|NOAA's ocean explorers spotted these regular, perforation-like holes in the seafloor.|
. Photo: NOAA
During Dive 04 of the second Voyage to the Ridge 2022 expedition, we observed several sublinear sets of holes in the sediment on the seafloor at a depth of approximately 2,540 meters (1.6 miles). While the holes look almost human made, the little piles of sediment around them suggest they had been excavated.
We attempted but were not able to take a peek into the holes and poke them with the tools on the remotely operated vehicle. It was also not apparent as to whether the holes were connected beneath the sediment surface.
NOAA invited the public to come up with a possible solution to the mystery.
On Saturday's #Okeanos dive, we saw several sublinear sets of holes in the seafloor. The origin of the holes has scientists stumped. The holes look human made, but the little piles of sediment around them suggest they were excavated by...something.— NOAA Ocean Exploration (@oceanexplorer) July 25, 2022
What's YOUR hypothesis? pic.twitter.com/iGezxV9TK8
Scientists are not certain as to the origin of these holes, so we put it out to followers on social media platforms such as Twitter and Facebook , to see what hypotheses members of the public might have as to how these holes formed. We got a variety of responses, from aliens to an unknown crab species to gas rising up from below the seafloor…and more.
This was not, however, the first time that scientists had encountered these mysterious holes. In July 2004, while exploring at a depth of 2,082 meters (6,831 feet) during an expedition along the northern Mid-Atlantic Ridge, scientists discovered several sets of these holes.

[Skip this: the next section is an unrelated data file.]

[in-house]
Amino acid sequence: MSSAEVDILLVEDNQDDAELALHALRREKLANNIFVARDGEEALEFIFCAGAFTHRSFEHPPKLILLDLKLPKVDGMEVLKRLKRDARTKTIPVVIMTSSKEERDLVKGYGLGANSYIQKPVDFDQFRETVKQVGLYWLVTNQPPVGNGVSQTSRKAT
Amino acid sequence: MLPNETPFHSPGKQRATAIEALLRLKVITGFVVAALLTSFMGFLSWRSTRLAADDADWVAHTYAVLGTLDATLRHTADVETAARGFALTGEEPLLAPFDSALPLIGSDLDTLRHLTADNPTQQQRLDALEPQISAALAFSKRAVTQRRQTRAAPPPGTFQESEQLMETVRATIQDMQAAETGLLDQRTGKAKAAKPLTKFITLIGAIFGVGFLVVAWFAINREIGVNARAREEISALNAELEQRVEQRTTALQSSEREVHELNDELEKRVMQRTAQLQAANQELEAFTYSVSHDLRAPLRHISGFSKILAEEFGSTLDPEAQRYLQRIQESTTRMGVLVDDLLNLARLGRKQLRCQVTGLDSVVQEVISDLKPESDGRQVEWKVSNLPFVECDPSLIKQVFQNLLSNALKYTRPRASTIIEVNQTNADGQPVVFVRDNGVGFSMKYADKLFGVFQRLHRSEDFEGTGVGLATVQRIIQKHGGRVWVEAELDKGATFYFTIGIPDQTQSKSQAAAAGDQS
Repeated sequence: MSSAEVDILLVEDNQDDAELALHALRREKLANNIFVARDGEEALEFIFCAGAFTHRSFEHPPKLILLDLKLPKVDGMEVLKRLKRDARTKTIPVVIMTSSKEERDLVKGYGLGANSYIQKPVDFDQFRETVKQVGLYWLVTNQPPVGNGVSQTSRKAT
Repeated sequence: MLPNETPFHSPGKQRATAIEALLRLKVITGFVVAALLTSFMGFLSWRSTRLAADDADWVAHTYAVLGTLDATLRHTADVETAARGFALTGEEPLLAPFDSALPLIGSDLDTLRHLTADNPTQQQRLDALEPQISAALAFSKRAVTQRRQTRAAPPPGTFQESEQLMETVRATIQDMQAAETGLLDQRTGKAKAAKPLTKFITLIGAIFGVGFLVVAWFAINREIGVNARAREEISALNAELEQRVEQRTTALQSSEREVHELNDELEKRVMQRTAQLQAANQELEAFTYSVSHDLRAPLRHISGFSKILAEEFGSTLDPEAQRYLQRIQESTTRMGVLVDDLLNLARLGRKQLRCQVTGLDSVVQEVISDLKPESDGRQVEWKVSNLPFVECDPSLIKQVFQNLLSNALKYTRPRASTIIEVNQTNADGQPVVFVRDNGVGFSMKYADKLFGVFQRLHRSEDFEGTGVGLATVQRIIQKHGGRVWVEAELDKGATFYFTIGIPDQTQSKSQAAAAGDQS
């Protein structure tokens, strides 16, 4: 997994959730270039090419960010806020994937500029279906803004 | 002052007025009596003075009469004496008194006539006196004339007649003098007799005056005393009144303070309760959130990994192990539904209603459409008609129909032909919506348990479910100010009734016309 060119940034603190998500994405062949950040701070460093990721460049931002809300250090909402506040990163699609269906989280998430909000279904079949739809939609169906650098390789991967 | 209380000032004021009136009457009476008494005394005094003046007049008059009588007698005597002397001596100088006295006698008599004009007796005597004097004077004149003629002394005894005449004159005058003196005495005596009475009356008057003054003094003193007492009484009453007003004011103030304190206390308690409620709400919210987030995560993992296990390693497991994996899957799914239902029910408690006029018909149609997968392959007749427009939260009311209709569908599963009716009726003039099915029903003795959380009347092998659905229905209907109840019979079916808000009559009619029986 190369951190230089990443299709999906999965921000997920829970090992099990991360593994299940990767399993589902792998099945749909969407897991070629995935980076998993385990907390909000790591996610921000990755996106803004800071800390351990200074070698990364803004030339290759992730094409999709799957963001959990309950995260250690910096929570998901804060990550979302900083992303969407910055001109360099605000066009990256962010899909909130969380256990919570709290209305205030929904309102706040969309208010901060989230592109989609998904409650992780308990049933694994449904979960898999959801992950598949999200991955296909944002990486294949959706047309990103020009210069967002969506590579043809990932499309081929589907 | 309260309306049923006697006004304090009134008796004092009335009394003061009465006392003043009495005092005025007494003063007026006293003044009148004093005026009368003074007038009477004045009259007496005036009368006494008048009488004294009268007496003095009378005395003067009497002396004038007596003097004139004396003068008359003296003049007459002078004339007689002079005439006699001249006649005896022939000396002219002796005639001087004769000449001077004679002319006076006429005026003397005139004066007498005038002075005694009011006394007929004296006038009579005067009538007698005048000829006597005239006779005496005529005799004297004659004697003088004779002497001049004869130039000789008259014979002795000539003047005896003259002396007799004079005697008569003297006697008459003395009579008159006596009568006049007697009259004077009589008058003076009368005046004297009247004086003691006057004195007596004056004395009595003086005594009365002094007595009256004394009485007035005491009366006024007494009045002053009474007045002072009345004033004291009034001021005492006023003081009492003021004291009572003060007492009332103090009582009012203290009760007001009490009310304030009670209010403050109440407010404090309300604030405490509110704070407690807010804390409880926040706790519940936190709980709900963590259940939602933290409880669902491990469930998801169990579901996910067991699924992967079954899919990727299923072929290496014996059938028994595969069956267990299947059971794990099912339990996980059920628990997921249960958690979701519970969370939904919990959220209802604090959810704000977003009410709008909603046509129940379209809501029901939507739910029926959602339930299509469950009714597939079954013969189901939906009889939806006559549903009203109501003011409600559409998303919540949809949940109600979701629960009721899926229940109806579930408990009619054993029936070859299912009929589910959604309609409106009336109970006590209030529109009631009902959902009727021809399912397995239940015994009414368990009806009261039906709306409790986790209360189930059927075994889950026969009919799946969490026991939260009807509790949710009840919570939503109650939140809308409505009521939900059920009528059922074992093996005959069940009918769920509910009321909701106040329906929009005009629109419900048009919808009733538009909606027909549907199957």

A paper by scientists Michael Vecchione and Odd Aksel Bergstad highlights how these unusual holes point to gaps that exist in our basic understanding of mid-ocean ridge ecosystems. In the paper, the scientists address some of the hypotheses shared on social media.
While Vecchione and Bergstad were not able to definitively determine the source of the holes or how they were constructed, they hypothesize that the raised sediment may indicate excavation by an organism living in the sediment or digging and removal, perhaps via a feeding appendage of a large animal on the sediment surface.
They used the term “lebensspuren” to describe the holes, which translates to “life traces” and refers to patterns in surface sediments resulting from bioturbation (or the disturbance of sediment by living organisms). These lebensspuren are reminiscent of ichnofossils reported from deep marine rocks.
The ultimate origin of the holes still remains a mystery and indeed the unknowns we encounter are often as deep and mysterious as the ocean itself. With each expedition to map and explore ocean depths, however, we learn more about this ecosystem that is so vital to all of our lives.
The above story is based on materials provided by NOAA Ocean Exploration.